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Last Updated: Thursday, 13 March 2008, 15:20 GMT
Plain English Campaign's Budget speech
Analysis
By the Plain English Campaign

Alistair Darling
Alistair Darling gave a much longer version of the speech

The Plain English Campaign has produced a summary of Alistair Darling's first Budget speech in straightforward language.

In 2007 the British economy grew by 3%.

I expect our growth will be 1.75% to 2.25% in 2008, 2.25% to 2.75% in 2009, and 2.5% to 3% in 2010.

I expect inflation to rise during 2008 but expect it to return to our 2% target in 2009. I am writing to the governor of the Bank of England to confirm that the inflation target is 2% using the Consumer Price Index.

Our rules are:

That over the economic cycle our spending will be covered by the money we raise from taxes.

That the money we borrow for investment in the infrastructure, schools hospitals and so on will not be more than we can afford to repay.

Our borrowing next year will be 43 thousand million (43bn) and then in the following years it will fall to 38bn, 32bn, 27bn and 23bn by 2012/13.

I expect public sector investment less asset sales (such as land and buildings) to be 33bn next year rising to 37bn in 2010.

We will spend an extra 2bn supporting our front line troops including 900m on military equipment.

All our departments have published plans which will produce savings of 30bn a year from 2010/11.

Low income families

From October 2009 we will change the rules for housing and council tax benefit so that working parents are better off than those just on benefits. A working family with one child will be up to 17 a week better off. Child benefit for the first child will go up to 20 a week from April 2009.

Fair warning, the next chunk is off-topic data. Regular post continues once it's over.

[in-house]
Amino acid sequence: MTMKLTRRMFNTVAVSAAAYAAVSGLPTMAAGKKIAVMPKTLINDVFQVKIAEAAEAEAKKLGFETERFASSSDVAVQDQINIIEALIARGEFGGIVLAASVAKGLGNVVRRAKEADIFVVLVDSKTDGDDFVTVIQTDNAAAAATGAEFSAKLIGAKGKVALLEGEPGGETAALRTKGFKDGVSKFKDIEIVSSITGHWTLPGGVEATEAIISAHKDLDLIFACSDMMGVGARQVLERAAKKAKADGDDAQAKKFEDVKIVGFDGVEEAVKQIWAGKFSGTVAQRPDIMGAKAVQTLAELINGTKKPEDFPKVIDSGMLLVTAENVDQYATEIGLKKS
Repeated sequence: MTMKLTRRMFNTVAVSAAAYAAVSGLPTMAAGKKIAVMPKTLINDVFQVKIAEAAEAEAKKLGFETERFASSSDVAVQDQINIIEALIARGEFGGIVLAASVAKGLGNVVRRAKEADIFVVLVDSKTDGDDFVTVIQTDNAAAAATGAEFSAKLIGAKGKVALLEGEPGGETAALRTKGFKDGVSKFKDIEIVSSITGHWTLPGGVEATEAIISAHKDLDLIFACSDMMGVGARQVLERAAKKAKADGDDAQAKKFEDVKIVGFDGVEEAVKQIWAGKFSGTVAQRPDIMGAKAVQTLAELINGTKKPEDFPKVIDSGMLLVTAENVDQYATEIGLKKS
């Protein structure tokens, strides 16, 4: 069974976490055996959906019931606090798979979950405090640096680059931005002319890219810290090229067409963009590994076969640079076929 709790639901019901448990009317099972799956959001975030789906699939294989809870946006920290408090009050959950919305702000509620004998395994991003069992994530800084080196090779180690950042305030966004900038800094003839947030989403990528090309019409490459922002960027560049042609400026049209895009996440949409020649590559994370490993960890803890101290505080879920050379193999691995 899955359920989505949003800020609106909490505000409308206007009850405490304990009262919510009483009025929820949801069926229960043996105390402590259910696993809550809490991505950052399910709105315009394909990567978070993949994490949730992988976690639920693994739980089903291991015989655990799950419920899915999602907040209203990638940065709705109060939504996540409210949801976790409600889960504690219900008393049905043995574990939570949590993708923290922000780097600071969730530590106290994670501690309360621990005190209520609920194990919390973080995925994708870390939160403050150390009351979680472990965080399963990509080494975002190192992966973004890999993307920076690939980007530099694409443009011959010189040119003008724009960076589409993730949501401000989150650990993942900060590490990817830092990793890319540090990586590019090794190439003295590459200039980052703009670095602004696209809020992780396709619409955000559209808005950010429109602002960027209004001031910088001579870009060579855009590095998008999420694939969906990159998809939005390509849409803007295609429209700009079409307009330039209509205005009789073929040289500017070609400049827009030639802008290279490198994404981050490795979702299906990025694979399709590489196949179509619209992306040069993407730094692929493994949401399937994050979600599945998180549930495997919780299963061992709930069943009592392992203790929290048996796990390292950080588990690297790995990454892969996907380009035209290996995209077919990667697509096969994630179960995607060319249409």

I will increase the child element of child tax credit by inflation plus 50 for low and middle income families from April 2009. We will spend an extra 125m over the next three years helping those who need most help.

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From April 2008 the ISA limits are increasing to 7,200 (including 3,600 in cash ISAs).

The government will launch the Saving Gateway nationally which will be available to savers in 2010. Up to eight million people on lower incomes will be offered incentives to save in it.

The main corporation tax rate will fall from 30% to 28% in April. The new capital gains tax rate also starts in April but 90% of businesses and investors will still pay at 10%.

An extra 60m will be available through the Small Firms Loan Guarantee Scheme this year. And the scheme will include both small and medium firms.

The limit for Enterprise Investment Scheme investment tax relief is being increased from 400,000 to 500,000.

The employee share limit for tax relief under the Enterprise Management Incentive Scheme is being increased from 100,000 to 120,000.

I will also introduce a capital fund starting with 12.5m to encourage women to start businesses.

And I will give small and medium firms better access to government contracts and help their cash flow.

Non-domiciled people

From April people who live in the UK but pay tax in other countries will pay a reasonable amount of UK tax once they have lived here for seven years. But we will not charge UK tax on overseas income or gains that are not brought to the UK.